Oh beef noodle soup ... there should be some haiku about you somewhere. This is probably one of the things I miss and crave the most about Taiwan. In a good bowl of beef noodle soup the noodles are perfectly al dente (preferably fresh cut), the hot soup is full bodied, the tender beef is juicy, and it always comes with a healthy side of veggies and sour mustard greens. Oddly enough it is so extremely difficult, even in the land of Asian immigrants aka SoCal, to find a decent bowl that's not loaded with a ton of MSG. There are, of course, hundreds of variants of this dish - some with more influences from different parts of China, some with daikon and some with orange peels. This is my version that gives a broth that hits the flavor points similar to beef noodle soup found in Taiwan. Often recipes call for a TON of ingredients and also an extra pot of beef broth made from beef bones - that to me is too much work. At the end of the day as a home cook, I don't want to have 4 different pots out so hopefully you like my more simplified version.
serves 3-4 people
2.25 lbs of beef shank cut into generally the same size pieces so that they can cook more evenly ~ 1 inch slices
2-3 bundles of fresh noodles
2-3 Bok Choy ( blanched)
Sour Mustard Greens to taste ( topping - optional )
1 large onion roughly chopped
1 large tomato (or 2 roma tomato) roughly diced
1 medium carrot roughly chopped ( not too small because I usually pick them out later)
5-7 cloves of garlic
1 stalk of green onion cut into quarters
1 stalk of green onions chopped finely for garnish
4 slices of ginger
3/4 cup of rice wine (mijiu)
2 Star anise
6 cups of water
salt and black pepper to taste
1 Chinese Spice Packet ( I can always find it at any local Chinese grocery store in California but if you cannot I found an online store for you guys - or the ingredients are quite simple : cinnamon, fennel, ginger, cumin and cloves)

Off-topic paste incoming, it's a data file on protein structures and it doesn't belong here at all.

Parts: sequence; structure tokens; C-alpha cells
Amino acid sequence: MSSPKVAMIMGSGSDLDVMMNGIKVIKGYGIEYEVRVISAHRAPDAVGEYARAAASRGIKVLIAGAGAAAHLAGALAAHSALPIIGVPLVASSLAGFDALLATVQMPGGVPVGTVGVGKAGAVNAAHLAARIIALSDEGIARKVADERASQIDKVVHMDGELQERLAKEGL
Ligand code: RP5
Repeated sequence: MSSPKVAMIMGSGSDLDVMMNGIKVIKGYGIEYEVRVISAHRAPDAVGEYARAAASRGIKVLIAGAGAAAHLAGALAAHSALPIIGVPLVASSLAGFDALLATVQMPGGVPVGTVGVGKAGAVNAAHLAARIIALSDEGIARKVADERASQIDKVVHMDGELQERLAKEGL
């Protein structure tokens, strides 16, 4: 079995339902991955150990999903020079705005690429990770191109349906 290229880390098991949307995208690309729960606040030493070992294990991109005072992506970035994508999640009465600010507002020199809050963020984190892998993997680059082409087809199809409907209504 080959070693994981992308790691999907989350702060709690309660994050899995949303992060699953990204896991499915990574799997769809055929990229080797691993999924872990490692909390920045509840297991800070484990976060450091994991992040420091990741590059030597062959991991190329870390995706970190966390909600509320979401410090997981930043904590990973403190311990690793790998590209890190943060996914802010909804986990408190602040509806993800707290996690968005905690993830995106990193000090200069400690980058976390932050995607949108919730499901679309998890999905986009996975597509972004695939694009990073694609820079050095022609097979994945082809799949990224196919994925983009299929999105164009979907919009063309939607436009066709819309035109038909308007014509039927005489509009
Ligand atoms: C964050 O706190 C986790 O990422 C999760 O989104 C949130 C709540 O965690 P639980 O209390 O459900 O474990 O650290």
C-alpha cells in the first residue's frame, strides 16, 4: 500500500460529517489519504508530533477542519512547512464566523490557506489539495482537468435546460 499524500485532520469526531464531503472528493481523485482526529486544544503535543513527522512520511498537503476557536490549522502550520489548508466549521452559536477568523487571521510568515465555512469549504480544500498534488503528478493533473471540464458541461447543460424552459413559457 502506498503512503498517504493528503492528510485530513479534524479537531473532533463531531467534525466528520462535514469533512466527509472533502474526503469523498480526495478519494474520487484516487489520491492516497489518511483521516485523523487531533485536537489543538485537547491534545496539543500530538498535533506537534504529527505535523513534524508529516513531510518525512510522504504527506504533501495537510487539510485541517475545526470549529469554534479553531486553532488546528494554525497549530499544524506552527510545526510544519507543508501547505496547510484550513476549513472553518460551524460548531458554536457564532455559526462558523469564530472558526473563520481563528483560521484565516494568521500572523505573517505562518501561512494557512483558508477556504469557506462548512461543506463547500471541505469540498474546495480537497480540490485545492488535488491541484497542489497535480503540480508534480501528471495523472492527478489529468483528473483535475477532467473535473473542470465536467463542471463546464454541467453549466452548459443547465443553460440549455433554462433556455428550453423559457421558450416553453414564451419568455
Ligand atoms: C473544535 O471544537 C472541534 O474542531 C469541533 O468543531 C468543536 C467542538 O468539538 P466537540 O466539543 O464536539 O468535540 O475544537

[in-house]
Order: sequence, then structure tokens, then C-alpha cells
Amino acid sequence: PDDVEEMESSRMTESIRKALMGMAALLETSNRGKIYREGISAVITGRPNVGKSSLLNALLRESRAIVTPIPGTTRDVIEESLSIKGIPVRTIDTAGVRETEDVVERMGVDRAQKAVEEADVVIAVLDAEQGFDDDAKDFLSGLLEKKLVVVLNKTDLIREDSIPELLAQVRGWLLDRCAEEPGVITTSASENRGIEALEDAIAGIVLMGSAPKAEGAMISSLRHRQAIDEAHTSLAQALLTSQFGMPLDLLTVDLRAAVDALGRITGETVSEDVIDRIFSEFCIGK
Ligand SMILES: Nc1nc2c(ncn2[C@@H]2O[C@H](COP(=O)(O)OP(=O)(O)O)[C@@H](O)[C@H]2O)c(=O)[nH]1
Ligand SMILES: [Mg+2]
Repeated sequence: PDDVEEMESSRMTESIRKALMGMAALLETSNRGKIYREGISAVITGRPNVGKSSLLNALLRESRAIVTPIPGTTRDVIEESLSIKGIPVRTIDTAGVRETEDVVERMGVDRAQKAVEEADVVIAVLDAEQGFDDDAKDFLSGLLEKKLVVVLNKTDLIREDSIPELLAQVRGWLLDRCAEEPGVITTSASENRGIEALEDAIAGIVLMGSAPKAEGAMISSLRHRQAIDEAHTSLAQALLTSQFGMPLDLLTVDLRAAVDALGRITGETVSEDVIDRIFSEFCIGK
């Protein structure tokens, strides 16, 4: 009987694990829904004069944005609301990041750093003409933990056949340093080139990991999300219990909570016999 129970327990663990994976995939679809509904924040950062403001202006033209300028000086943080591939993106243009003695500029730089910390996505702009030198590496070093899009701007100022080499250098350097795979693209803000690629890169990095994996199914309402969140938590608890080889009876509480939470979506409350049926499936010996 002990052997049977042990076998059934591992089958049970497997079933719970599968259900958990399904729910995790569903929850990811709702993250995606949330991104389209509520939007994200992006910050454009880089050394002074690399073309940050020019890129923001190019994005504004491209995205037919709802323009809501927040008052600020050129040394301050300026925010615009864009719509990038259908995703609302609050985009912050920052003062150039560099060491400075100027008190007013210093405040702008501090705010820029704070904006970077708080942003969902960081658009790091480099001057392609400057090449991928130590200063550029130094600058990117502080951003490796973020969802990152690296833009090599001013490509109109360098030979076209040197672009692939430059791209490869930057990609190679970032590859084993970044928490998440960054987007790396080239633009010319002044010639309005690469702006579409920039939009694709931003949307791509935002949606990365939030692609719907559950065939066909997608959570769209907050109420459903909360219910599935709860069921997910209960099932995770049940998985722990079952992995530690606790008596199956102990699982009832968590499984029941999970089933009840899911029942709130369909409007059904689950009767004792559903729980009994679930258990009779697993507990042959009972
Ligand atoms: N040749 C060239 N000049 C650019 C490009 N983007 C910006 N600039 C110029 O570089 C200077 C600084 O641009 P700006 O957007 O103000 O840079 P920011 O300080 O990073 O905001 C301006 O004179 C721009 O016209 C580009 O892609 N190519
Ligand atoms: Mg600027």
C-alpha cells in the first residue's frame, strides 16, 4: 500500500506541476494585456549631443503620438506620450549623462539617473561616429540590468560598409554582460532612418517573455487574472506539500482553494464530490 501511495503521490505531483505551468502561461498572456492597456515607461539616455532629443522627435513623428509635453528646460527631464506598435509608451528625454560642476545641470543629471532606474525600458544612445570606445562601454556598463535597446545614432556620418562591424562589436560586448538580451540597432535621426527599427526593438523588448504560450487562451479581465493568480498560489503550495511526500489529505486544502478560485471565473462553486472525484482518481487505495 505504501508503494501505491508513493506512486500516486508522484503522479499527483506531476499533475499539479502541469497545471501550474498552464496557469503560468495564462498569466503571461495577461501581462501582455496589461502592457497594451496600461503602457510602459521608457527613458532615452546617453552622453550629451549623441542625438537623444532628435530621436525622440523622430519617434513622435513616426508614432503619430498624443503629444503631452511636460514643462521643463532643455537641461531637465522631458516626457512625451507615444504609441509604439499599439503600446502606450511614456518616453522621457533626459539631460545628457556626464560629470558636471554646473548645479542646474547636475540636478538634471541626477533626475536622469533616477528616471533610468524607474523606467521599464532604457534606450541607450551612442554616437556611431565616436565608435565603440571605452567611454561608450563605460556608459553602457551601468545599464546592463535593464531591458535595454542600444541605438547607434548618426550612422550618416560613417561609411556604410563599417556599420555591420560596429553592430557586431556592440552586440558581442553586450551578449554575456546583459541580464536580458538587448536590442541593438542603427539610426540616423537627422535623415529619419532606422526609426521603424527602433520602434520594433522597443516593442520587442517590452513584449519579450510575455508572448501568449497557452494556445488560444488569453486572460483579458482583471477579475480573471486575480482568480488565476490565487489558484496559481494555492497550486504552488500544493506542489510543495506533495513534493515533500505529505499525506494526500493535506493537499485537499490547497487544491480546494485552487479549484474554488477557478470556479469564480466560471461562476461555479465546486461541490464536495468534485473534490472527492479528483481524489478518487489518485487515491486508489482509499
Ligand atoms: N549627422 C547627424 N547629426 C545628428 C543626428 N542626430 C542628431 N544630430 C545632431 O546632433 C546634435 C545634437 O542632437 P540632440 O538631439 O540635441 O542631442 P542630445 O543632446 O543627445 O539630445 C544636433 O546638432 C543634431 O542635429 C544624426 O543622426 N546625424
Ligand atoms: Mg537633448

2 Tbsp of chili bean paste ( if you don't want to it to be spicy use regular bean paste 豆瓣酱 )
2 Tbsp of oyster sauce
2 Tbsp of soy sauce
1/2 tsp of sesame oil
1 Tbsp of rock sugar ( or you can use white granulated sugar)
This is definitely not something you can whip up in a jiffy - to get the beef to be truly tender and juicy you have to cook it slowly so that it won't seize up and get tough.
On medium-high heat, add a little oil and when it is hot add in the garlic, ginger and green onion. Quickly stir-fry until fragrant about a minute or two then add in the chopped onions and cook until translucent. Brown the beef with the onions and once it is about 90% browned add in the seasonings. Thoroughly coat the beef with the seasonings, stirring until the sugar has melted then add in the tomatoes and carrots. Continue until the tomatoes have almost cooked down ( about 8 minutes ) then add in the rice wine, star anise, spice packet and 4 cups of water. Bring to a boil then turn the heat down to a simmer.
After an hour, add in the additional 2 cups of water, bring to a boil then down to a simmer and cover the lid. Let it cook for an additional 1.5 - 2 hours or until the beef is tender. Salt and pepper to taste ( I never add additional salt but I usually like to add about 1/4 tsp of black pepper).
Once the beef is tender, separate the solids from the broth. I just do this through a colander or sieve. I then pick out the meat and discard the rest of the solids but if you do like carrots you can keep those too. I like to do this so that it keeps the broth looking clean.
Cook the fresh noodles until just al dente. In a bowl place the noodle, beef, broth, bok choy, green onions, and sour mustard greens if you have it. This really makes it more authentic as far as Taiwanese beef noodles go. I will post how to prepare the sour mustard green in a separate post.